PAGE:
Written histories usually involve dates and places. With this in mind, below is a brief history of the Choteau United Methodist Church.
Rev. W.W. Van Orsdel, a traveling Methodist evangelist and missionary, better known as “Brother Van,” held the first Protestant service at the Blackfeet and Peigan Agency, located several miles west of Choteau, July 1872. The next morning, Brother Van set out with a party of twenty-five warriors for a buffalo hunt on the “Freeze-out Flat.” The buffalo were plentiful and Brother Van shot his first buffalo. The celebrated cowboy artist, Charles Russell, painted a picture of this event.
In 1890, Rev. Job Little was appointed to serve the Methodist Church in Choteau, and in 1894 Rev. George Logan came. It was during this time that the first church and parsonage were completed. The parsonage was built on the location of the current parsonage, and the church was right next door. In the springtime each year, as the grass greens up, the exact location of the entrance of the old church can be seen. The grass in the location of its sidewalk still comes up a different color of green!
In 1913, while Rev. P.R. McMahon was pastor, the first parsonage was moved and the current parsonage was built. There are folks who remember going to Sunday School in the parsonage. Annual Conferences were held in Choteau in 1901, 1905, and 1913.
It was in 1949 that the old church was moved across the street (which now makes up the upstairs fellowship room and offices) and the new sanctuary was built. The first service in the new building, a “Christmas Victory Service”, was held on December 18, 1949. The indoor handicap ramp, one of the best anywhere, was built in 1995/96.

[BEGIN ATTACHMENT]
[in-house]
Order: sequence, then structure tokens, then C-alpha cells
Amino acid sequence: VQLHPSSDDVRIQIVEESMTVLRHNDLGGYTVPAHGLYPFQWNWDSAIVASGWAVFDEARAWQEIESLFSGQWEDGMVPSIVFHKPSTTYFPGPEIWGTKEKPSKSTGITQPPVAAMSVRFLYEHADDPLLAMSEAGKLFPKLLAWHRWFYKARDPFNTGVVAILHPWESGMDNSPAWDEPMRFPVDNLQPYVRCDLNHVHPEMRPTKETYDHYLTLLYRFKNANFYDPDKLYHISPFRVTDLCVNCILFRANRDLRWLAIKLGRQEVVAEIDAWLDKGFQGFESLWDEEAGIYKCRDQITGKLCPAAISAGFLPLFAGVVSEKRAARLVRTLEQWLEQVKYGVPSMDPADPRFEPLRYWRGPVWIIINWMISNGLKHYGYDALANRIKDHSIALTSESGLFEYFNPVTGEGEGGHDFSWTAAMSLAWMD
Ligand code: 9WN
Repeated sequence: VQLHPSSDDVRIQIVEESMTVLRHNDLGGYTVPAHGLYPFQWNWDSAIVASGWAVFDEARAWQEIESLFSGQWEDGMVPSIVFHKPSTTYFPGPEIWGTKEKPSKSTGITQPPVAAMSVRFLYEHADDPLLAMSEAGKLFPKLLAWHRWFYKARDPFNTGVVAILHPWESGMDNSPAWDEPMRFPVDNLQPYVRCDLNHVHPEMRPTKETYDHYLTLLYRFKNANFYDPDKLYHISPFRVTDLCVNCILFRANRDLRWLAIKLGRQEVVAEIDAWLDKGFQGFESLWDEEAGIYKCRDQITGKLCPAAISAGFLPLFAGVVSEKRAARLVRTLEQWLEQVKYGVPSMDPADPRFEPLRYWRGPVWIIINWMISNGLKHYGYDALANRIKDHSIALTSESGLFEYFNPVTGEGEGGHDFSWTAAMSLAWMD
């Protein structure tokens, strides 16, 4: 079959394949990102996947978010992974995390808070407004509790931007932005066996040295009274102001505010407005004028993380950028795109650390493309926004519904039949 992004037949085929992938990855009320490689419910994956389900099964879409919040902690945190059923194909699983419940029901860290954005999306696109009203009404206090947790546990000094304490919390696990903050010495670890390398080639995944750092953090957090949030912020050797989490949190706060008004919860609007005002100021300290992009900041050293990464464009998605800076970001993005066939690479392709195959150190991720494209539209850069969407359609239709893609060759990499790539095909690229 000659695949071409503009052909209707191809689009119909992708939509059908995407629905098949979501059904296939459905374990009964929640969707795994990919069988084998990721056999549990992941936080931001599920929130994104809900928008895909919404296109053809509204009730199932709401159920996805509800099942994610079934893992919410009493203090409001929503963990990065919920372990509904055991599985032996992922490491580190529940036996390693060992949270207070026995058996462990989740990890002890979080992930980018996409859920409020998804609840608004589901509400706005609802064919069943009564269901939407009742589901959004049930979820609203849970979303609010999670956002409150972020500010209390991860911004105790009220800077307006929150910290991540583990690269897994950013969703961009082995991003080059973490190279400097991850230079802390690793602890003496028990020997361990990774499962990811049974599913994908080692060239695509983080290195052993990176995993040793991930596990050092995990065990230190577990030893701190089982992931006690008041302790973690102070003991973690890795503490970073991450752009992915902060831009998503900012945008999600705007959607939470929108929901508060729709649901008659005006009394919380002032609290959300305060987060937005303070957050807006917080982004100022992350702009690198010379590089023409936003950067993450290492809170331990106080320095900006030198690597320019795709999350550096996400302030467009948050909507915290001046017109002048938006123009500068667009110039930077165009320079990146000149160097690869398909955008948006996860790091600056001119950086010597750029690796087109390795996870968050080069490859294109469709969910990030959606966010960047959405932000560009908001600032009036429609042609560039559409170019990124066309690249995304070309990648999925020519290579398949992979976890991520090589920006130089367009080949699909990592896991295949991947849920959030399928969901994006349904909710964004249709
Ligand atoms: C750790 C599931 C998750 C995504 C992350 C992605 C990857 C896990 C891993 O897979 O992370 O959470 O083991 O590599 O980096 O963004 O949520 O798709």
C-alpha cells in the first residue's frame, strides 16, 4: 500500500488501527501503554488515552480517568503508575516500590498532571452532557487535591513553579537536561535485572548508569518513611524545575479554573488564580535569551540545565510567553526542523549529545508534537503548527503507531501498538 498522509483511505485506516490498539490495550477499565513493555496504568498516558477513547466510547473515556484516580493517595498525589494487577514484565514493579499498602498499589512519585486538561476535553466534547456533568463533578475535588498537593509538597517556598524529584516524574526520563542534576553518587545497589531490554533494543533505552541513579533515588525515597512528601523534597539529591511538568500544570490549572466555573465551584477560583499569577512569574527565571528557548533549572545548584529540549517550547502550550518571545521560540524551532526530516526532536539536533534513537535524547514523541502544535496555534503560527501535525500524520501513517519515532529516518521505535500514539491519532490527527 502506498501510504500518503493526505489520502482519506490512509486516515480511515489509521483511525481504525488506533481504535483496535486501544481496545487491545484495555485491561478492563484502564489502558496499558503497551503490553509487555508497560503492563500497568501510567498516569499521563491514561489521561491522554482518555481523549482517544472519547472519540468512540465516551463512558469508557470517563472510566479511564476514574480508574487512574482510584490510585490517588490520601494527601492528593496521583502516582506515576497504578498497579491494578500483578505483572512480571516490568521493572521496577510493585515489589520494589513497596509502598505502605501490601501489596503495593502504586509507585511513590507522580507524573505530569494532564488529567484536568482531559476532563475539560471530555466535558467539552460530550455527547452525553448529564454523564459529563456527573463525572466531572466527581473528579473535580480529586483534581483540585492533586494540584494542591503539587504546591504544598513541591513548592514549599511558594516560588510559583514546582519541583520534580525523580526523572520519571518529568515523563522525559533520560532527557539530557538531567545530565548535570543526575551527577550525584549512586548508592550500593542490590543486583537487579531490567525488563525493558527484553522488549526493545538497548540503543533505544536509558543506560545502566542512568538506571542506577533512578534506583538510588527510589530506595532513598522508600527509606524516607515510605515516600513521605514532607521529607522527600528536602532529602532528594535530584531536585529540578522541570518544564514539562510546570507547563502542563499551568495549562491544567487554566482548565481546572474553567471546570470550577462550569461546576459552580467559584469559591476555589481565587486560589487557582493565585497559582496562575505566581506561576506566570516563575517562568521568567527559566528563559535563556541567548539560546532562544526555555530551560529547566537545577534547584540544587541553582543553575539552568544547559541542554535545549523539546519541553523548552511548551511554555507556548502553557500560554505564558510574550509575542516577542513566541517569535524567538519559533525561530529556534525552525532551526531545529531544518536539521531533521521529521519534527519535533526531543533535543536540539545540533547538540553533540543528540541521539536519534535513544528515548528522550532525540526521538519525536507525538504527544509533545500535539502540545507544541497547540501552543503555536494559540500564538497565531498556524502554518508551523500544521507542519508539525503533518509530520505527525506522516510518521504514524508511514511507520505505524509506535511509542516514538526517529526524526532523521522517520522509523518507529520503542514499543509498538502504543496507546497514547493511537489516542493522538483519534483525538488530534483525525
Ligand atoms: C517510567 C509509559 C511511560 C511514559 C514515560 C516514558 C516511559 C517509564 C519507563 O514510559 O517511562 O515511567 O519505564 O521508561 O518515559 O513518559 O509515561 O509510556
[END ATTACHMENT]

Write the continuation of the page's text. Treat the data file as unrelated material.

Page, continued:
But church history is so much more than dates and places. It is all the interactions of lives that make up the church. It is the weekly gathering for worship. It is the gathering of children, and youth, and adults for times of learning. It is sharing meals together in fellowship times. It is roast beef dinners and turkey dinners and making pies and harvest potlucks. It is celebrating together at weddings and baptisms and confirmations. It is crying together and comforting each other at funerals and other times of sorrow and loss. It is the helping each other out in times of need. It is listening to each other and struggling through difficulties and dilemmas together.
But the church is still more. It is a gathering of people that sends forth. As we look back, we remember the people that have gone forth from our communities of faith to be in service to others. They now live in other communities and are nurtured in other places, but they were spiritually birthed here. We give thanks for our communities of faith that have, and continue to, influence the world beyond our four walls.
The song says “The church is not a building, the church is not a steeple, the church is not a resting place, the church is the people.” And so it is for us, the folks who make up the bodies of Christ called the Choteau United Methodist Church. We have a history of our past. We live in the present. We look to the future to continue to find ways to share the love of Christ in our communities, and even “unto the ends of the earth.”